of sailing with her luckier cousins,
the Marie Celeste, the Flying Dutchman,
the Pequod on their endless voyages.

A wind is in her sails. The iron rusts
and falls away. The dry dock is empty.

the room

first door on the left
right up at the top
the doorknob is tarnished

bedstead of brown polished wood
hotplate (two rings)
furred up kettle
tin saucepan

through the window
black fireladders
shadows on brownstone walls
a rusting watertank

halfway across the floor
a black leather boot
with a big silver buckle

salt in the air and seaweed
gulls circle the ceiling rose

the ocean rolls in from the far side
long lines of breakers
between the overthrown washstand
and the warped dresser

tidemark of debris across the room
broken planks
a smashed barrel of rum
glint of scattered doubloons

thick fine white sand covers the floor

who made those footprints?

hush now
take care
how you go

Imaginary photo album #2

I was there too.
It was a smooth trip through the night
until the sun rose, even further East.

We spiralled down
from 20,000 feet. At 8:16 we did our bit
for history, and cheered the sun we’d sowed.

You’ll find the names
under a grainy picture: Paul Tibbetts Jr;
Tom and Robert, Wyatt, Dick and all the others

on the crew. Look closer,
and you’ll see faint shadows: men
in lab coats, men in suits, men shaking hands

for front page photographs.
And, in a certain trick of light: distorted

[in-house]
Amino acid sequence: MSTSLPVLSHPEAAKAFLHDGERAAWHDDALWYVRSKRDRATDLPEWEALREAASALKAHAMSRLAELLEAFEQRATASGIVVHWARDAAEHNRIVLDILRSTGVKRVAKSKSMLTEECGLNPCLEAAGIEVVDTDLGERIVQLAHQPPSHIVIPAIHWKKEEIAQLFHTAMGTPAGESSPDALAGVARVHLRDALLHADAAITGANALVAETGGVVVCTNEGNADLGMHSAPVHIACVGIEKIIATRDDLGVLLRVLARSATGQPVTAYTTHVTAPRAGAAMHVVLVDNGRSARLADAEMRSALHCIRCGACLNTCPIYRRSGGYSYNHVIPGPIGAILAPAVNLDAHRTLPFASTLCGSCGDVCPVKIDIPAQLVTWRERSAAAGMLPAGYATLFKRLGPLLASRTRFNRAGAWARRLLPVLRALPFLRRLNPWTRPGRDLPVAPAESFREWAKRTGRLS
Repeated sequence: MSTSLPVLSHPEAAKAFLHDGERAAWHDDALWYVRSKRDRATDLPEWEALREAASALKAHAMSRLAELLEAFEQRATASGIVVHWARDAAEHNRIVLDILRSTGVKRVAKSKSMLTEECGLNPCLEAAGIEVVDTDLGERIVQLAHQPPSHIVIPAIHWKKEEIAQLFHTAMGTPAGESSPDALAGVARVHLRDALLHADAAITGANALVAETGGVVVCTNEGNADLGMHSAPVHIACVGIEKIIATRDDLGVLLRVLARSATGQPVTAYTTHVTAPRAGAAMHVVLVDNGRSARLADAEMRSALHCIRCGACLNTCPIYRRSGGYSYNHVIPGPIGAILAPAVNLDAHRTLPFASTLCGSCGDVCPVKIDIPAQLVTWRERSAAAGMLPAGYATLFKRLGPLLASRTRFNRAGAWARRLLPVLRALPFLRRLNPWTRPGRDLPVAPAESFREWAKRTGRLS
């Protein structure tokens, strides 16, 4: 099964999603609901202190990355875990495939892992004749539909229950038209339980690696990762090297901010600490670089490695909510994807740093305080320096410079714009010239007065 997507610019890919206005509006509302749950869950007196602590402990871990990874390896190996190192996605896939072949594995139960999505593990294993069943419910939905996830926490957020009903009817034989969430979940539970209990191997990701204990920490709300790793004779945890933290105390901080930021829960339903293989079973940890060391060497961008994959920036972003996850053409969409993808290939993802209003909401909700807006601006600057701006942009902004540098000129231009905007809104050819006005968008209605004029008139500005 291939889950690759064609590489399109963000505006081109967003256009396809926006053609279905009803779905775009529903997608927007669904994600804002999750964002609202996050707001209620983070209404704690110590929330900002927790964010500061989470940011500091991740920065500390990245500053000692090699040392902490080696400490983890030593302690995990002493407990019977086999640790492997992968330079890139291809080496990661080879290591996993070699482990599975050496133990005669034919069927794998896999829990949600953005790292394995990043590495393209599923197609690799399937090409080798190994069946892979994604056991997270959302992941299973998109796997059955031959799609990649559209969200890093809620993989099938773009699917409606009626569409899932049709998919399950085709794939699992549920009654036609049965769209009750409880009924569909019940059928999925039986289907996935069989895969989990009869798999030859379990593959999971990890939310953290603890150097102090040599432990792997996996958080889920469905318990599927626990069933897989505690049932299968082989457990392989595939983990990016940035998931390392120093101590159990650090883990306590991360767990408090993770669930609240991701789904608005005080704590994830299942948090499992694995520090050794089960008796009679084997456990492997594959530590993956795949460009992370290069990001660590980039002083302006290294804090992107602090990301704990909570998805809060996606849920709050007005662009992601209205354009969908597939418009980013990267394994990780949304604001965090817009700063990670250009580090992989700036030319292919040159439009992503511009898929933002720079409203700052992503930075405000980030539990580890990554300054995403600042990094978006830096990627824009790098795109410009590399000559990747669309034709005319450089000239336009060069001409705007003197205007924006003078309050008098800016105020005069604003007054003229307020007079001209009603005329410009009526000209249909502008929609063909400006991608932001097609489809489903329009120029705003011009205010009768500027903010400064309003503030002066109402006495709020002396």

shapes, scorched faces burnt into the fuselage.

I was  there too.
Look at us all together, smiling, back –
back from a smooth trip into night.

Going outside

“I am just going outside and may be some time.”
Cpt. Titus Oates

He never was the one
to go in search of sunny beaches.
He never took that Caribbean cruise
at Christmas – would rather
stay at home, confined inside
as cold winds rattled windowpanes
and snow fell on the garden.
He didn’t want a tan, the busyness
of southern market places,
the babble of vacation crowds.
He liked the cold, the quiet, night.

On winter evenings
he embarked on polar explorations.
He set his armchair up below decks
on the Erebus, and watched
John Franklin vanish into myth;
returned, a lone survivor,
from the kitchen with a mug of tea,
to strike out for the North Pole
on the Fram. Thwarted by southern drift
he turned the page, and tried his luck
with Shackleton and the Endurance.

He didn’t change much when
the diagnosis was confirmed:
sat still and watched his garden
slowly fill with snow; took up
a book and trudged with Scott
and Oates across the bleak expanse
of endless ice. Just sometimes,
after dark, suspended in his pool of light
behind the glass, he would wonder
if he’d ever find the courage to go out
– or if he’d rather stay some time.



piano music drips down the stairwells
sharp splinters of laughter

I imagine the tinkling chandeliers
glowing couples whirling across the floor

and I sit

when the great clock is ready
the jolt is unspectacular

I know these flickering lights and
the stillness before time resumes

and the music strikes up
and the dancing goes on

while I wait

for the hurrying footsteps and
echoing voices past my room

a book slides off a table
the dance speeds up

while I wait

till it bursts through the door
as cold and black as I knew it would be

now the running has stopped
the voices are stilled in great ship’s sigh

and I sit

why should I run
I have always been here